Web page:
Main findings and recommendations

The situation in 2022

The pandemic reinforced the vital role that data and statistics play in our society and their ability to serve the public good. Data and statistics enhanced public understanding on important issues and supported individuals to reach informed decisions and hold their governments to account. In the context of the increased demands on producers, we have identified four key areas which support the production of statistics which serve the public good.

  • Firstly, producers must understand what information people need so that they can prioritise effectively. This involves engaging with users to understand their needs and developing a good understanding of issues which are topical or likely to become topical in the near future; horizon scanning in other words.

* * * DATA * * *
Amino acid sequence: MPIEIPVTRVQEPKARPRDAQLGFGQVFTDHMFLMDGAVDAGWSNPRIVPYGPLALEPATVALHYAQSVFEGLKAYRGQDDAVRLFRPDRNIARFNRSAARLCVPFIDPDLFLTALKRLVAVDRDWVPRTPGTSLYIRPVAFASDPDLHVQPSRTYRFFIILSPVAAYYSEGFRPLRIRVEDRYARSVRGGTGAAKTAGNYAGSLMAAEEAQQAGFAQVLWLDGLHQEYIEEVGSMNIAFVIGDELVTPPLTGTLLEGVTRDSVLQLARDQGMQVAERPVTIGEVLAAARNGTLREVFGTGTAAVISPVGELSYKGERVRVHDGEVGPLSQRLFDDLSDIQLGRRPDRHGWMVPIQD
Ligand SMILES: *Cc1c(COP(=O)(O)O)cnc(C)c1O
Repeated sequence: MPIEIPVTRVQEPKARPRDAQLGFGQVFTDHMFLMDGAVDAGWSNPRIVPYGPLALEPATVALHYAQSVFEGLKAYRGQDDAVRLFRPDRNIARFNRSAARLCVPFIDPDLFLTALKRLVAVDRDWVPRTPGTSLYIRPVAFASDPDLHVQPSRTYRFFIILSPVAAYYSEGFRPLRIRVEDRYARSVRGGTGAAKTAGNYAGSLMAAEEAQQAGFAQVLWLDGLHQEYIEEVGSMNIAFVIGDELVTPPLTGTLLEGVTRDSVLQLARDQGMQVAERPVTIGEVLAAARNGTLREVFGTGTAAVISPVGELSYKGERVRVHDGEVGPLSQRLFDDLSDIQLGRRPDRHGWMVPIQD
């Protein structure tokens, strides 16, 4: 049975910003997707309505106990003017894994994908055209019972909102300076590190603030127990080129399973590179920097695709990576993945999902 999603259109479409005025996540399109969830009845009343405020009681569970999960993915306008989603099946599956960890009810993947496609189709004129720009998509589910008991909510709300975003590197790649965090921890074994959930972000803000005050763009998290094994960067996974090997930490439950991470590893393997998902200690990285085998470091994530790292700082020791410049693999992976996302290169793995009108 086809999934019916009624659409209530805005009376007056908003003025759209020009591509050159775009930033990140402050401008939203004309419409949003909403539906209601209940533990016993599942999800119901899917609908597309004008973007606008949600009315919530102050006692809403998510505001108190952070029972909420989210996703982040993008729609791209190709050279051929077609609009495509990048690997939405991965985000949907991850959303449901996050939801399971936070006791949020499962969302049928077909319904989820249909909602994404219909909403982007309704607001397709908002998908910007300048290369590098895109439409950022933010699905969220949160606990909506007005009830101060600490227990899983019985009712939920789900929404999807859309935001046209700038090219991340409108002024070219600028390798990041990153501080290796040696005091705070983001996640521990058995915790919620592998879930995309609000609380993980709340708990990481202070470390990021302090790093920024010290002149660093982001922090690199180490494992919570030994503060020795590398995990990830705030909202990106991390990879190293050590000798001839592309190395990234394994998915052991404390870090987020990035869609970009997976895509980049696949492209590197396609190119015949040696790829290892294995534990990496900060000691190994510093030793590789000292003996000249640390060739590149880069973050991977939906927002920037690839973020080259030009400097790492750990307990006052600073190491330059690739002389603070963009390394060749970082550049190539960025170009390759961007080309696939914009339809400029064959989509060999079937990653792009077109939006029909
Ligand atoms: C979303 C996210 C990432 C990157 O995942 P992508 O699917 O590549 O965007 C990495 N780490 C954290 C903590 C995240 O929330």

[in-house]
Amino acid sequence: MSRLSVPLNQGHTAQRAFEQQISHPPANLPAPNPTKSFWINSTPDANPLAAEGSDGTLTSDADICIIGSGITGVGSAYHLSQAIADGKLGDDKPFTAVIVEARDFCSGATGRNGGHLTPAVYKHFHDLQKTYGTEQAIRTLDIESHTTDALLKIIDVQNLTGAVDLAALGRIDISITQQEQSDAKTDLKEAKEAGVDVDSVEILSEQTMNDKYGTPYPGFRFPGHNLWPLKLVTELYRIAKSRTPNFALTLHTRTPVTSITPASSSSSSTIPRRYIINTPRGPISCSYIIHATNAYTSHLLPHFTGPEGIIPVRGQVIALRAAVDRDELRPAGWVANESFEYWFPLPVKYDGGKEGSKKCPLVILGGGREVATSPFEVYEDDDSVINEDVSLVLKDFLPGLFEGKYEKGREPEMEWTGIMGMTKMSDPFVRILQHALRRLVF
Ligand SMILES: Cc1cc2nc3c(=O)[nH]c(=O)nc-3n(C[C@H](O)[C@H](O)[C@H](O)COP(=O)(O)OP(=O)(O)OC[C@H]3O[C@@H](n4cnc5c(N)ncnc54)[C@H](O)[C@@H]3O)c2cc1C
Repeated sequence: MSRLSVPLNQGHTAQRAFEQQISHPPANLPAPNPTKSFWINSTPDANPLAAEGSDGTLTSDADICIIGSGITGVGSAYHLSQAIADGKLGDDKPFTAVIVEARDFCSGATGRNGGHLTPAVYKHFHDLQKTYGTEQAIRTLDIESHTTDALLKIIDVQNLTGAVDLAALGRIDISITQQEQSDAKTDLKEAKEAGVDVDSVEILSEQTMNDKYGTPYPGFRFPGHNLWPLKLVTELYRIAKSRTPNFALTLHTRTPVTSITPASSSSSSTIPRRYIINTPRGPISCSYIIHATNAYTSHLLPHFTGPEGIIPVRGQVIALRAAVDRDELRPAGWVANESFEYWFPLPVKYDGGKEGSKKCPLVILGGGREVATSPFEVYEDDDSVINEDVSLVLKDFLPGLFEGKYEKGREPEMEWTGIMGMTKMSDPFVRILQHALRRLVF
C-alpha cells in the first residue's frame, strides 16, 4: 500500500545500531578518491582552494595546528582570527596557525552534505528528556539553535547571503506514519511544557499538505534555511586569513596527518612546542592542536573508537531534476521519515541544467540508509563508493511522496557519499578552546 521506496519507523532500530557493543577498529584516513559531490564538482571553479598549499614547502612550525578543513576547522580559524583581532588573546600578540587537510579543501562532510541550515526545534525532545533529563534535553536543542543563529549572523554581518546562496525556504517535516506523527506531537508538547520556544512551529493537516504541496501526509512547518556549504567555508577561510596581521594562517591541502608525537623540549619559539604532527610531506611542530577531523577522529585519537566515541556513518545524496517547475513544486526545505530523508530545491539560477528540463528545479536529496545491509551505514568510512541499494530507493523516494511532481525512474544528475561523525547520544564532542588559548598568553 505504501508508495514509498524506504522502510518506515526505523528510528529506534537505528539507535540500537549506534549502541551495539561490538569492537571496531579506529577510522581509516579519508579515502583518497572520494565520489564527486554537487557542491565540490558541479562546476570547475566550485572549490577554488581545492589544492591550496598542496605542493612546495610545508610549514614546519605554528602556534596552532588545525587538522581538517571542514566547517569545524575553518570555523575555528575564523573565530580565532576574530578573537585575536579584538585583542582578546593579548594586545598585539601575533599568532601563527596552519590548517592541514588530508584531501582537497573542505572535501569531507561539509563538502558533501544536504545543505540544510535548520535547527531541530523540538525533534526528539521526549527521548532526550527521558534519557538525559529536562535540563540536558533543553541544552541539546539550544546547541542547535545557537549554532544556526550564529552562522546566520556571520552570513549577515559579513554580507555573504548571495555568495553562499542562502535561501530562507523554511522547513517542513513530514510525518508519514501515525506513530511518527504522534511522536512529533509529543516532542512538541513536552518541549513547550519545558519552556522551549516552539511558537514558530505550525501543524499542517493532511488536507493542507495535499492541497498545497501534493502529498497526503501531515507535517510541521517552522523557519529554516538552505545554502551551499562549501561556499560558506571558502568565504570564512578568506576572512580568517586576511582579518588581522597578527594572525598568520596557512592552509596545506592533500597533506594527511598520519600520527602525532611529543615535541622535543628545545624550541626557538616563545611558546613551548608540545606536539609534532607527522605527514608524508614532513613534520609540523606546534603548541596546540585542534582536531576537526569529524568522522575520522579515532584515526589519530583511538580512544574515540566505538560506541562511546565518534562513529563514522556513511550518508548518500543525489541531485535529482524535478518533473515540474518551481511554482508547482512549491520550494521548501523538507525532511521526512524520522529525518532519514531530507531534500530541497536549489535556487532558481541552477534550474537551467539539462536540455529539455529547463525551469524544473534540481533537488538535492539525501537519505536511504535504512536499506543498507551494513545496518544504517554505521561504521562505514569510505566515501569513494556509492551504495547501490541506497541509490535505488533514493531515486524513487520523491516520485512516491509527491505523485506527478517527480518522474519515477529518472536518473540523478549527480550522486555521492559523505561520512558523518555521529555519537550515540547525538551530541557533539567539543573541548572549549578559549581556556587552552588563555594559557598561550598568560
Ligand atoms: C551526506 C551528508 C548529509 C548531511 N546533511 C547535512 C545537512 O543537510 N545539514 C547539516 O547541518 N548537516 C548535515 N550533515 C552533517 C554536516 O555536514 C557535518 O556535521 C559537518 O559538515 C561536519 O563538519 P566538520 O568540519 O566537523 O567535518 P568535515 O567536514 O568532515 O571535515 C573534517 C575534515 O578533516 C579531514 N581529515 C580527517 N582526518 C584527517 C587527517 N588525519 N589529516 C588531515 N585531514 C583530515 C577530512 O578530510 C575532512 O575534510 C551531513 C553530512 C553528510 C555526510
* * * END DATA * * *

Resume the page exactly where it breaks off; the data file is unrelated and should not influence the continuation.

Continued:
• Once producers have a good understanding of user needs and issues of high public interest, they must ensure that data and statistics are made available in an accessible, transparent and timely way.
  • In order to publish statistics which provide maximum value for users, producers will often need to collaborate to share data and improve coherence.
  • Finally, producers must continue to innovate to communicate their data and statistics in a clear and engaging way to a wide range of users.

Each of these areas is explored in more detail later in this report.

Over the last year (October 2021-October 2022), we found excellent examples across health and social care statistics in each of these four areas (horizon scanning, making data available, collaboration and communication). Collaboration and communication are two areas which were particularly successful during the pandemic. Sharing good practice and lessons learned from these achievements will be helpful for the whole of the UK’s statistical system.

Sustaining innovations to health and social care statistics